Based on the article by Carlos M Viana, a certified Clinical Nutritionist (C.C.N), Oriental Medical Doctor (O.M.D)
Diabetes is a health condition that has been on the rise in the last few decades, thanks to the processed food industry, lack of balanced diets, hectic and sedentary lifestyles, and genetic predisposition.
Every person can benefit from learning about this condition. By understanding just how widespread and harmful Diabetes is, a person can begin to take timely action against its effects and even prevent it.
Since some types of Diabetes are preventable it is important to understand the condition and to learn how to prevent it or manage it if you already suffer from it.
Diabetes and Its Types
Diabetes is a chronic health condition that affects how your body breaks down food into sugar to transform it into energy.
Every time you eat, most of the food is transformed into sugar and then delivered to the bloodstream, this is when a signal is sent to the Pancreas for it to release the hormone insulin. This hormone then acts as the key to let the sugar into the cells to use as fuel. 1
However, when you have diabetes, the body either does not make enough insulin to process the sugar, or it cannot use the insulin it makes properly, this varies depending on the type of diabetes.
Are you familiar with them?
Types of Diabetes
There are two types of diabetes.
With Type 1 Diabetes, the insulin-producing cells in the pancreas have been damaged and cannot produce enough insulin anymore, in this case, the use of artificial insulin is recommended.
However, most diabetics develop Type 2 Diabetes, this is where the insulin produced by the pancreas is damaged by diet and lifestyle decisions, this is called “Insulin Resistance”.
Insulin Resistance prevents the damaged insulin from delivering sugar to the cell to be converted into energy.
As a result, the pancreas starts to produce more and more insulin to control the increasing blood sugar, resulting in very high insulin levels in the blood or hyperinsulinemia, which can cause other health problems like:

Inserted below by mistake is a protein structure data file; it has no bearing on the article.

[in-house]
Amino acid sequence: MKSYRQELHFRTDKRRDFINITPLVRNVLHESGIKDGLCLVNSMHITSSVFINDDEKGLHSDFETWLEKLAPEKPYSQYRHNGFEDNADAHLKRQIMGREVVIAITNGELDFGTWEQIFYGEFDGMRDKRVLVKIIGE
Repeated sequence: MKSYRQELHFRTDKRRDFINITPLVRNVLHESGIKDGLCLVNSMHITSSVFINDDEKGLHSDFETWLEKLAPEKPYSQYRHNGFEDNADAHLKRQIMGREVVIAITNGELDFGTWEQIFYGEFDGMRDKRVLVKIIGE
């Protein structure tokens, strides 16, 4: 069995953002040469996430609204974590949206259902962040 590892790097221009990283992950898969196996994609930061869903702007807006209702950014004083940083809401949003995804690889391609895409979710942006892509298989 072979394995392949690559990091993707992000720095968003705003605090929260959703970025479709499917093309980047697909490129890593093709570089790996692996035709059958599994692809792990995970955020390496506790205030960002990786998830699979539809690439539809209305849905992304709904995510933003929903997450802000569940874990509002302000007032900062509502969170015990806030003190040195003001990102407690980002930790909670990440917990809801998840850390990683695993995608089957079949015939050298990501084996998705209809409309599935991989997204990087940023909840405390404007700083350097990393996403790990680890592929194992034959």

- increased risk of being overweight
- having high triglycerides
- and having elevated blood pressure, among others.
Some people with insulin resistance may also develop a skin condition known as acanthosis nigricans. It appears as dark, velvety patches often on the backs of the neck, groin, and armpits.
Why Must it Be Managed Adequately?
Diabetes can be the cause of several very harmful health issues, some even dangerous, and since it is a chronic condition, it can cause a wide variety of adverse reactions to health in the long term.
However, Diabetes can be very hard to diagnose, since it does not usually have many signature symptoms that can be spotted right away, but some of the key markers are:
- Increased urination, often at night
- Big increase in thirst and hunger
- Unexplained fatigue
- Unexplained weight loss
- Blurry vision
- Tingling or numb hands or feet
If you suspect you have Diabetes the best way to know is to get tested at a lab by a certified Healthcare provider.
How Can I Prevent and Manage Diabetes?
Keep in mind that even though Diabetes and Insulin resistance usually appear in childhood or teen years, it can still occur at any age.
Regular medicine only tests fasting blood glucose, and if the lab results show consistently high glucose/blood sugar, the response is to give pharmaceutical diabetes medication, which can reduce the risk of Type 2 Diabetes comorbidity, the medical problems occurring with diabetics.
However, drug costs and potential side effects can be objectionable to patients who do not yet have an actual disease, like insulin-resistant patients for example, and many Board-certified clinical nutritionists do not consider high blood glucose alone to be Type II Diabetes.
Only when glucose (sugar) is present in the urine, it can be considered Type 2 Diabetes.
Trying to bring blood glucose to “normal” levels through medication is rarely accomplished, as sugar is not the main problem in Type 2 Diabetes, high insulin is.
Thus an intensive diet and lifestyle change can play an important role in diabetes prevention and management by reducing insulin resistance.
Part of Dr. Viana’s procedure is to recommend high-quality dietary supplements as well. For the reduction of insulin resistance and treatment of Type 2 Diabetes, he recommends:
- Chromium picolinate, which helps the hormone insulin perform its actions in the body, reducing insulin resistance.
- B complex vitamins, that play a critical role in how the body breaks down and uses carbohydrates, fats, and proteins for energy.
- Iron-Free multi-nutrient, to avoid any risk of nutritional deficiency and boosting the body’s defenses while recommending dark green vegetables as a natural iron source.
Get the Point! Insulin resistance is the beginning of Type 2 Diabetes and both can be improved with some changes in lifestyle.
Eating foods from your blood type list, eating more fruits and vegetables, and using the recommended good quality dietary supplements can help you reduce the risks of insulin resistance, as well as to prevent or manage your Type 2 Diabetes much better.